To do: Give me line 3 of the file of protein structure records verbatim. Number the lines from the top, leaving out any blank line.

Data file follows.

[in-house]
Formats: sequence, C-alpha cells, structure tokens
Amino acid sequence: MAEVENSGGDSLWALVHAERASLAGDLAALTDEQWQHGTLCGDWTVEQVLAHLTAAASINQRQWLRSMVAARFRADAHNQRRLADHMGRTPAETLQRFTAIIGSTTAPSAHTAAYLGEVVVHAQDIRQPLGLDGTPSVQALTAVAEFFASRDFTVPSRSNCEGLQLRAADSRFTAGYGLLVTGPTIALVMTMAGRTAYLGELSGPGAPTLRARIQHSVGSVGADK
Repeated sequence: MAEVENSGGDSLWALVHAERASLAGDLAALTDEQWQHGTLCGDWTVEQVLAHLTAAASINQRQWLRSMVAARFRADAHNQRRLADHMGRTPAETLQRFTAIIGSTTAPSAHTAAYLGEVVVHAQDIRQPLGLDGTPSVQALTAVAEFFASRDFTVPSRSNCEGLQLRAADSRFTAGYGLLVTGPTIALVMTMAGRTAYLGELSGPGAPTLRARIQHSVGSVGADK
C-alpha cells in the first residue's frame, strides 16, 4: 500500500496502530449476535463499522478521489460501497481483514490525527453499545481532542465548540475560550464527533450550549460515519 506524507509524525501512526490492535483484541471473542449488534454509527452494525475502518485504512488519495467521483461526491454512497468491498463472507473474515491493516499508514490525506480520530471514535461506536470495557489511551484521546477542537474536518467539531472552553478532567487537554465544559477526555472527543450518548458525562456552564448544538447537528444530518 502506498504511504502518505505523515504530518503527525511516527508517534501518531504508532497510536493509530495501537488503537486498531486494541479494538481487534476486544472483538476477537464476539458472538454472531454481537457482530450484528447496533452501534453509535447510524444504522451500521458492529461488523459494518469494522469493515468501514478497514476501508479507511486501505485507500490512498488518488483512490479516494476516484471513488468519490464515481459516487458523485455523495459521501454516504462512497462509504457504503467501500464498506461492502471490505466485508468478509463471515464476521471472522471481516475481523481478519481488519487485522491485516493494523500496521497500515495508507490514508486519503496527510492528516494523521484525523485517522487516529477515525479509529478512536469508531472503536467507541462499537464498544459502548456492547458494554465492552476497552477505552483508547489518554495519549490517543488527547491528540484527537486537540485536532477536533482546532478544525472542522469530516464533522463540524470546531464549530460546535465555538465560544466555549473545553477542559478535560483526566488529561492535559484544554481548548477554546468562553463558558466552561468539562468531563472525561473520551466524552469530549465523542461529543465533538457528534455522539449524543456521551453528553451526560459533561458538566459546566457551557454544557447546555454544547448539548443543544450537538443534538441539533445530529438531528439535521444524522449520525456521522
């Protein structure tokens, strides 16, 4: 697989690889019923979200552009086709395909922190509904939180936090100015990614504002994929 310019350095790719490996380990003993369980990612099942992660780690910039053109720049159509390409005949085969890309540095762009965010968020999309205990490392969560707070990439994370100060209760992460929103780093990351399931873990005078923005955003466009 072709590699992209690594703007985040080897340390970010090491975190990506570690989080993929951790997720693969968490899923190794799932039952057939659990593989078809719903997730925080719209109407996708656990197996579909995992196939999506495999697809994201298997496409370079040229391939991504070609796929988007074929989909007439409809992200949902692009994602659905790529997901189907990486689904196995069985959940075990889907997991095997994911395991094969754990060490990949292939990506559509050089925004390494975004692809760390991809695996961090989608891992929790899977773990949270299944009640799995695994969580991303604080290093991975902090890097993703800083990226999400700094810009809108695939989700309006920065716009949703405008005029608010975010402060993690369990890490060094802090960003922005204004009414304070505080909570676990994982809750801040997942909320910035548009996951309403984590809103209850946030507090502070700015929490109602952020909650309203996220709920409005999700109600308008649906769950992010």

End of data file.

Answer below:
Amino acid sequence: MAEVENSGGDSLWALVHAERASLAGDLAALTDEQWQHGTLCGDWTVEQVLAHLTAAASINQRQWLRSMVAARFRADAHNQRRLADHMGRTPAETLQRFTAIIGSTTAPSAHTAAYLGEVVVHAQDIRQPLGLDGTPSVQALTAVAEFFASRDFTVPSRSNCEGLQLRAADSRFTAGYGLLVTGPTIALVMTMAGRTAYLGELSGPGAPTLRARIQHSVGSVGADK